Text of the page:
The Journal, an intermittent “quarterly” that was mailed to members of the AGA, continued in this basic format until the September 1961 edition, after which it went on an extended hiatus, when the American Go Association agreed to distribute Go Review, the Nihon Kiin’s new, monthly magazine, to members.

Revived in January 1974, the Journal kept the same 8 1/2 x 11 format but now 2017.01.16_Journal2featured a cover with a slightly heavier stock and began to include black-and-white photos. The Journal went to a 5×7″ format in the July/August 1976 edition, a format maintained until 1997. In the mid-1980s a separate publication, the American Go Newsletter — also a quarterly — began to be produced, focusing on go tournament schedules, reports and player ratings.

In early 1998, the Newsletter and Journal merged and returned to the 8 1/2 x 11 format, this time with lots of photos as well as the go news and instruction the Journal has 2017.01.16_Journal3always featured. The American Go E-Journal first appeared on April 24, 2000, focusing, as the Newsletter had, on tournament reports and club news. Originally a text-only email publication (which were often referred to as “e-zines” in those days), it has developed over the years into a multimedia publication including photos and easily accessible sgf game records.

By 2003, with the E-Journal’s readership expanded to over 5,500 worldwide, while the Journal was being produced at significant expense soley for the AGA’s 1,700 members, the Journal was suspended and the resources reallocated to the E-Journal and an annual printed American Go Yearbook, which itself was discontinued in 2009.

The E-Journal, which now has nearly 10,000 readers worldwide — making it the 2017.01.16_Journal-EJmost widely-read English-language go publication — integrated with the AGA website some years ago and has been publishing on a often daily basis, especially during major events like the annual US Go Congress, US Pro Qualifiers and Cotsen Open. AGA members continue to receive special content in the weekly Member’s Edition, as well as the annual online American Go Yearbook compilation.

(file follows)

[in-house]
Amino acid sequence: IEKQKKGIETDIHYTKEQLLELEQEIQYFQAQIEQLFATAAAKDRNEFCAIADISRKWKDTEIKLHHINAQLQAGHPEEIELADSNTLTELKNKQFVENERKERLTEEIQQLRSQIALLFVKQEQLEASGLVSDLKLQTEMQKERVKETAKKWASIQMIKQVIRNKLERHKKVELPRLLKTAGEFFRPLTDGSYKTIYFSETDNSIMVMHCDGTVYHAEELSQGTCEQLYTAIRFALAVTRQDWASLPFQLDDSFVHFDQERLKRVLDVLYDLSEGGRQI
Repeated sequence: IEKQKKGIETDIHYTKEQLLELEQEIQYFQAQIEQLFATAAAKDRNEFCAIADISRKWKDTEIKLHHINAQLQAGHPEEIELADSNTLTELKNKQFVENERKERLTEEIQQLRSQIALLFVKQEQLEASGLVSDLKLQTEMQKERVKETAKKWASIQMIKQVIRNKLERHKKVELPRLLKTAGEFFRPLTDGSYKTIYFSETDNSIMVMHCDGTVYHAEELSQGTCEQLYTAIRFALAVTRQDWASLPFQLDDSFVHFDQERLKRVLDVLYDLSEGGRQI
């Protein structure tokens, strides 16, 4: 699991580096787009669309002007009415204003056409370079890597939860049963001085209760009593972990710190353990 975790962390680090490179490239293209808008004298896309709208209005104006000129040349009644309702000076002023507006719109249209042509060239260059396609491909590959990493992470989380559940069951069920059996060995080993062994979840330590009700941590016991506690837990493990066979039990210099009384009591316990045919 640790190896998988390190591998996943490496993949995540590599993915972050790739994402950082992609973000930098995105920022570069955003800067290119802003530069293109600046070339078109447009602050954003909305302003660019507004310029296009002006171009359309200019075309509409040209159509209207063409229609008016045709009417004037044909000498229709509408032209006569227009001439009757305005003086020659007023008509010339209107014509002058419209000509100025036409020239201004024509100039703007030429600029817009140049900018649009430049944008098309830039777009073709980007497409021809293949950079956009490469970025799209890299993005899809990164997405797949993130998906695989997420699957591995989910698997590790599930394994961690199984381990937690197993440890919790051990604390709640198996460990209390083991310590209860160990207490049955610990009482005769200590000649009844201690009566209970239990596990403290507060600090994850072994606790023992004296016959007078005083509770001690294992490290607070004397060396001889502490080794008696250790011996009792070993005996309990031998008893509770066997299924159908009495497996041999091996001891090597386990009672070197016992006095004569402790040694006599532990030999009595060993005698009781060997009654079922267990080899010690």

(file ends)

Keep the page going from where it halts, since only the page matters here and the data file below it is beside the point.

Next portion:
The rationale for changing the name is that since there hasn’t been a print Journal since 2003 the “E” is now an irrelevant distinction; the E-Journal is functionally the Journal and has been been for many years. The counter argument has more to do with sticking with a 17-year tradition and the EJ’s name-recognition.

As the creator of the EJ and the Managing Editor of all the AGA’s publications for many years, I don’t have a strong opinion on the name either way. I have been extremely proud to help carry on the AGA’s now nearly 70-year commitment to publicizing go, especially during a time when our communication tools have changed — and continue to change (check us out on Facebook, Twitter and YouTube) — so dramatically. What we call our publication is far less interesting to me than the question of how we’re meeting your needs as go players. So whichever way you vote on the name, please be sure to take the survey and let us know how we can improve.